Now you have a chance to show your support for The Consensus with the Shut up, that’s why T-shirt, the perfect answer to anyone who dares to question the science behind global warming.
In addition to the T-shirt we also have a fashionable beach tote and a set of stackable mugs, so you’ll have the opportunity to show the world that you’re smart enough to know when not to ask too many questions.
And while you're at it, make sure the world knows you won't allow yourself to be bullied by facts with our extensive line of CONSENSUS WATCH MERCHANDISE!
We also have the classic Consensus Watch coffee mug, bag, and beer stein (along with assorted T-shirts, sweatshirts, and other garments): "Consensus Watch Because without consensus, scientific conclusions would remain vulnerable to new data" plus a complete line of "Stop raping the planet! You may, however, touch it inappropriately," items (shirts, coasters, stickers, buttons)
All proceeds raised from the sale of Consensus Watch merchandise go towards ensuring that we never run out of gin.
August 29, 2011
Hurricane Irene – Epilogue
For those of you who followed our live blog over the weekend, you have our thanks and gratitude for your well wishes and support. It’s hard not knowing where your next full iPad charge is going to come from, or finding yourself desperately scrambling in the dark for something, anything, that will let you know how long it takes for beer to get warm in a closed refrigerator.
While Planet Moron HQ continues to be without power, that has less to do with the widespread swath of destruction brought on by the fury of Hurricane Irene (or as we like to call it around here, “Really Bad Storm Irene” and more to do with the fact that an old tree finally fell over on some power lines down the street. (As one of the neighborhood dog walkers told me this morning, "I thought everyone had their power back on.")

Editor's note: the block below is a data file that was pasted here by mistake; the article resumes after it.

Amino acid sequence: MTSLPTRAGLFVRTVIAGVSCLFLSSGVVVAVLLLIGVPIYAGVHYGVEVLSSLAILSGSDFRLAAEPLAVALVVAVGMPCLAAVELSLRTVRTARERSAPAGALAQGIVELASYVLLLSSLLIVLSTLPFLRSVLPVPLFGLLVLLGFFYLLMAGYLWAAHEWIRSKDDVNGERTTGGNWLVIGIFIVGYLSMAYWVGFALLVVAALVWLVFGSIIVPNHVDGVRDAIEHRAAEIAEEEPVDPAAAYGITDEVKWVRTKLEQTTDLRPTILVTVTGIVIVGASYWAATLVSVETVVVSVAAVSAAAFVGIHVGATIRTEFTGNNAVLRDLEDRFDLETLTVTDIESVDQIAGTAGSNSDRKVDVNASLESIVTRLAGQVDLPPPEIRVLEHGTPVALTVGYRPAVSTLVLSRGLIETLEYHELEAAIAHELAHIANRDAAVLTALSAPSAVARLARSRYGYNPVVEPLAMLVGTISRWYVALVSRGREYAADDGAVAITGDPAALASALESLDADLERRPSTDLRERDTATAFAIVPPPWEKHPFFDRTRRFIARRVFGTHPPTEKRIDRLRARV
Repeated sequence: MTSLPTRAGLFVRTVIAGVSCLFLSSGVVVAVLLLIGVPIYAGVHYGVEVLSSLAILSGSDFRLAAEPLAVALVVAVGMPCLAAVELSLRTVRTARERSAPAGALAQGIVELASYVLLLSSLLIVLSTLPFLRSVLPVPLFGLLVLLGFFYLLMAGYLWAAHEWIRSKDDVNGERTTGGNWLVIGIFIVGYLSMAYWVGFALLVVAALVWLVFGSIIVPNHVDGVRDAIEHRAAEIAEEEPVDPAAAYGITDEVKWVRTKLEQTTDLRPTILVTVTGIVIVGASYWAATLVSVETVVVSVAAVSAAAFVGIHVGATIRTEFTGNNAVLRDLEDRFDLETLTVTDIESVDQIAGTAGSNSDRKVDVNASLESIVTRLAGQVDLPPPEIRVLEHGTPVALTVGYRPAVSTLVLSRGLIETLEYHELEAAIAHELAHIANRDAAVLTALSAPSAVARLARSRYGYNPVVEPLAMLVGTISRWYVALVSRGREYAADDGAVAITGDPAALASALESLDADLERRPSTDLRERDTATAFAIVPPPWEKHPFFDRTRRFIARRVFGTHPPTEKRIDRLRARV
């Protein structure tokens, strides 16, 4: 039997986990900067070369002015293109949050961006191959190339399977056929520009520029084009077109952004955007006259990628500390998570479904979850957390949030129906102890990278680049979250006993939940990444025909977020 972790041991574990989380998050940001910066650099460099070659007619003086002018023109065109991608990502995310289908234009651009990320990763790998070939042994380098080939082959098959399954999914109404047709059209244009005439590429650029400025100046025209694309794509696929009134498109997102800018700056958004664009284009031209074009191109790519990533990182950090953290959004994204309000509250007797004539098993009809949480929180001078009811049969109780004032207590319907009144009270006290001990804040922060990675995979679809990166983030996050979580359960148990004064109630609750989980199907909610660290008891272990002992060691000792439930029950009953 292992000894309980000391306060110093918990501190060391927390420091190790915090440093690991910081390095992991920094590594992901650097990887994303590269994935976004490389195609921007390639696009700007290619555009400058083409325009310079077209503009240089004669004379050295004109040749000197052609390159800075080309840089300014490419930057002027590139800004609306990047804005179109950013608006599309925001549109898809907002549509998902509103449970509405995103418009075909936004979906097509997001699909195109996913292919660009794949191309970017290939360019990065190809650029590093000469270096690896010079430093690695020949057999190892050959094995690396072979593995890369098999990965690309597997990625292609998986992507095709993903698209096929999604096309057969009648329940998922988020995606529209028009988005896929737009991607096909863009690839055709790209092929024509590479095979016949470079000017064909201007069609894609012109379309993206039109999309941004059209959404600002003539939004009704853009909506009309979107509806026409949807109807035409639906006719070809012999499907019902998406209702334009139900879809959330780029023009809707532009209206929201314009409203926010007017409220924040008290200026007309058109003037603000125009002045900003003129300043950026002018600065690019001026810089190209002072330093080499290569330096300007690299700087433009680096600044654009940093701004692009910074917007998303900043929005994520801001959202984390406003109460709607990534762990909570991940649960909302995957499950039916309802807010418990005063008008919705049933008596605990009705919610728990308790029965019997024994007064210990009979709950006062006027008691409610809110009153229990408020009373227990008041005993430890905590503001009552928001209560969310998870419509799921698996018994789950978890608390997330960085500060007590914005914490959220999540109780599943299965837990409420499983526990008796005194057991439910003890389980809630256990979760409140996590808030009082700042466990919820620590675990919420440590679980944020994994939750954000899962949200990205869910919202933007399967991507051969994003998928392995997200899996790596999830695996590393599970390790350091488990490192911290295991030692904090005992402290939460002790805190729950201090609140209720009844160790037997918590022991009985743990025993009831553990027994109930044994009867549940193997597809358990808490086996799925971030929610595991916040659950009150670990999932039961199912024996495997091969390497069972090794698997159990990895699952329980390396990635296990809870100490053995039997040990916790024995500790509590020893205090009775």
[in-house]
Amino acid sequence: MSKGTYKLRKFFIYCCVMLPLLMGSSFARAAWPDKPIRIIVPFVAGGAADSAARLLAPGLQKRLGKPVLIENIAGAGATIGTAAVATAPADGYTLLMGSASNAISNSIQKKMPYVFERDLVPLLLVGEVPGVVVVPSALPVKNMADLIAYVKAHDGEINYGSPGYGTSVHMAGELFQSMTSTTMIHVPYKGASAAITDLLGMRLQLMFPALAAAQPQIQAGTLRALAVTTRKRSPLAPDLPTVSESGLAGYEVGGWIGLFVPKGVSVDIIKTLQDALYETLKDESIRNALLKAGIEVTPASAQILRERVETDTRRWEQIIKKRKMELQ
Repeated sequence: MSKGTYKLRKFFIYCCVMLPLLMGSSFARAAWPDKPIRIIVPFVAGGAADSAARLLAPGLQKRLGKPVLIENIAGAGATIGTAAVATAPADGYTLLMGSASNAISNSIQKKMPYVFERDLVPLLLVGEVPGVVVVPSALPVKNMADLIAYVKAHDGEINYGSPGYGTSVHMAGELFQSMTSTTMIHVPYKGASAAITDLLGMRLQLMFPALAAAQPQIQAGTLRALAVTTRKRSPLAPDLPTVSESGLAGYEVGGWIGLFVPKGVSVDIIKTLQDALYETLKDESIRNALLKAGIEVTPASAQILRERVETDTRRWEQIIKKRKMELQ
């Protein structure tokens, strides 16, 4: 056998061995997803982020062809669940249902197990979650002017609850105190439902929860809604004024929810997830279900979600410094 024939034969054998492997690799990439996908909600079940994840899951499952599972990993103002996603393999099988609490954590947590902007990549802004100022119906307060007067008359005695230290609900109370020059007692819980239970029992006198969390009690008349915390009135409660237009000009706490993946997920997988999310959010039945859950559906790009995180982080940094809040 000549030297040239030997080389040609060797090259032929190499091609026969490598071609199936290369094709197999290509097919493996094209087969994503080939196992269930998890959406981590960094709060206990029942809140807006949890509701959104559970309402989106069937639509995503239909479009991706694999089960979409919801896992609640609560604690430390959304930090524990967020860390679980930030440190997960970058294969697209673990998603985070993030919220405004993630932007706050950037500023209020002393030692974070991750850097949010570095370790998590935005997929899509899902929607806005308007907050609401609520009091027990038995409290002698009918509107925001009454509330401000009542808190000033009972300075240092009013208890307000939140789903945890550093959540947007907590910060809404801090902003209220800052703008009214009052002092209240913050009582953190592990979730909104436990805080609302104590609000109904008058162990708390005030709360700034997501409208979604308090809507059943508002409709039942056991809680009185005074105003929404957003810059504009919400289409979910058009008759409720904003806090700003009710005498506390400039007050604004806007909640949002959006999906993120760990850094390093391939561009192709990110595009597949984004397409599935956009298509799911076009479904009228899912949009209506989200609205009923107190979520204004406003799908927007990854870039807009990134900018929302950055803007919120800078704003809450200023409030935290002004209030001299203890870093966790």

They are making important progress on repairs, however, having already begun work on marking the area off with yellow tape. And that was all just in the first 36 hours, so we fully expect to have power in time for the holiday. Not Labor Day, probably more like Thanksgiving.
Regarding rainfall totals, based on our “How Much Water Collected in The Passenger Foot Well of our ’97 Grand Cherokee” gauge, it was “a lot.”
As you can see, there is still quite a bit of dampness, and this was after we'd already bailed out the initial 3/8 of an inch. Usually, we expect no more than a quarter inch of water after a storm.
Truly, we are blessed.
We are also relieved to report that cannibalism did not break out in the New York Mercantile Exchange as first feared, nor did hurricane-spawned zombies roam the streets of Queens (those were just Mets fans), but that was almost certainly due to Mayor Bloomberg’s superb preparations in advance of the storm and not the fact that the storm fell somewhat short of expectations.
Finally, no account of a natural disaster would be complete without first blaming it on global warming, followed by the requisite juxtaposition of images of both destruction and rebirth, illustrating that beauty and/or life endures even in the face of great blah blah blah.
We hope to return to our regularly scheduled snark by tomorrow.
August 27, 2011
Hurricane Irene - Live Blog
I'll keep adding updates as long as I can, knowing that this very well may be the only record that survives the approaching calamity, and by "only record" I mean other than the millions of tweets and Facebook entries and thousands of independent news reports.
Saturday, 11:17 AM: Earlier this morning we went to the local farmer's market and were almost brought to tears by the courage and determination of our fellow citizens who, in the face of the looming danger, somehow found the will and perseverance to procure for their families basic survival necessities, such as cave-aged artisan cheeses, organic free range chicken eggs, and fresh-picked arugula.
Even now, as the first lashing waves of light drizzle descend upon the region, I can see our neighbors making final preparations, probably the most important of which is ensuring that the lawn gets mowed.
That's how you know it's going to be a bad one. Who knows how long it might be before FEMA can get lawn care companies in here.
Saturday, 11:56 AM: As I sit here drinking the iced latte I bought earlier at the farmer's market, I wonder, will this be the last iced latte I ever have? This weekend? It might be. It might be.
Saturday, 12:21 PM: We see on the news that New York City is shutting down all mass transit systems and its airports due to the approaching storm.